Author: Mark Olsen, Chair, Musical Theatre Department, New York Film Academy
To sing a song in the musical theatre is to move beyond the simple presentation of the tonal elements and to allow the song to live fully within an active story-based context. That is not to say that there are never moments of simple song presentation in the musical theatre. Some songs in certain musicals, like many numbers in the musical Dreamgirls, for example, are placed and sung as pure presentations of song. However those moments are rare and even in their straight forward presentational style, are often laced with background context. In other words, a song in the musical theatre is not only sung it is acted. Acting is the truthful blend of visual and aural expression within an imaginary context. Therefore, a singer in a musical must also connect to the physical life, the body language, of the song.
There are numerous classes and coaches who specialize in helping singers improve and maintain their vocal performances. Physical expression, however, tends to get much less attention. That is why many musical theatre performers resort to cliche gestures and wooden physical choices in their work. They become so absorbed into their vocal performance that the physical expression becomes flat, uninteresting, or even unsupportive of the imaginary circumstances.
To begin calibrating the physical expression of a song, the performer needs to have a clear understanding of the “world of the play”. The time period and the overall style of the musical will already carry with it a number of physical demands. The physical life of a farcical screwball comedy is much different than the physical life of a nineteenth century operetta. Once the style is determined, other research begins. In most cases, our modern access to the archival footage of past decades and previous productions makes this a fun and relatively easy process.
Viewing excerpts of old footage as well as paintings from certain periods and researching the clothing of a certain era will go a long way toward feeding the imagination. However, the song needs to come to life within the context of the production. Therefore the performer needs to know how the director and artistic team view the world of the play. Each production of Kiss Me Kate, for example, will have its own point of view and could, as one production I witnessed at the Stratford Shakespeare Festival, be placed in Little Italy, New York. Under those conditions the character choices and onstage gestural life will be uniquely influenced by that location.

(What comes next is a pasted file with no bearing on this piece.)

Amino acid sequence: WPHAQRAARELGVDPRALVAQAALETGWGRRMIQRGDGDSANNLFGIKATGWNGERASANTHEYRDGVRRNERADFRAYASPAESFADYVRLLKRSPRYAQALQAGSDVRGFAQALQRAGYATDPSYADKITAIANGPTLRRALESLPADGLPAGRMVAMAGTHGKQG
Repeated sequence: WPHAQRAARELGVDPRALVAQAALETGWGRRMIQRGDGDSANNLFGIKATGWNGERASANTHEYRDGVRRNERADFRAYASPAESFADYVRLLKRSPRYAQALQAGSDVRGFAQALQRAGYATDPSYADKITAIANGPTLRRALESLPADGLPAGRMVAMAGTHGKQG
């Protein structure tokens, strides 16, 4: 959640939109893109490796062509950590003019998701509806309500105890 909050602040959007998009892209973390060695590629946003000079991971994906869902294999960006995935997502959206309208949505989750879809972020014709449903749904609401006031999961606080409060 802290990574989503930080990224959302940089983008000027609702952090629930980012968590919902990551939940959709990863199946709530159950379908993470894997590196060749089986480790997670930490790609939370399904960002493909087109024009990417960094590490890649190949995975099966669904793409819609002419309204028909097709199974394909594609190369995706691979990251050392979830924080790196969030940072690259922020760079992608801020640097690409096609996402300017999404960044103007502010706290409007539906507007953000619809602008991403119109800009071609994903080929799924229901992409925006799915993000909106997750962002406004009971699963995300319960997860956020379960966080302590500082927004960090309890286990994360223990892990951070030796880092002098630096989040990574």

Once the initial research is complete, the performer needs to embark upon some special homework: physical exploration. A good beginning is to simply sing the song while moving freely around the room. Put all expectations and conventional notions of how to move and simply commit to a liberated and unedited exploration of movement. The singing need not be particularly accurate or at full volume and should take a back seat to the more important journey of the body. Keep this exploration going beyond the comfort zone, beyond the known and conventional notions of the song itself. Literally take the song on a ride well beyond the confines of its normal boundaries.
This exploration, if done well, will allow for some unique and highly expressive choices to emerge. An hour of physical exploration that results in even a single gestural discovery is time well spent!
Another technique is to play a recording of the song and to move and dance and physically explore without any attempt to sing the song. Let the lyrics and the sounds of the music move the body in abstract or literal ways, free to move in a spectrum of physicality from high magnitude and high energy to miniature and very low energy. As in the other exploration, much like panning for gold, the process is to make a personal physical connection to the song and emerge from the exploration with a few useful choices, nuggets of gold, that can then be refined and adjusted to meet the needs of the song’s circumstance.
Artistic discovery is often linked to limitation of one kind or another. Try giving yourself a series of “rules” or “limits” as a way of forcing you out of your usual physical choices. Tell yourself that you are not allowed to stand with arms extended and palms upward. When you remove this common choice from your vocabulary you are forced to engage the body in new ways and find more interesting and more expressive physical choices.
In conclusion, to calibrate the physical expression of a song a musical theatre performer can choose the following:
1. Research the time period of the musical
2. Research the particulars of the specific production
3. While singing the song, engage the body in a fully released explorative journey
4. While listening to a recording of the song, engage the body in a fully released explorative journey
5. Sing the song while enacting some particular physical limitation that forces new and personally unusual choices to emerge.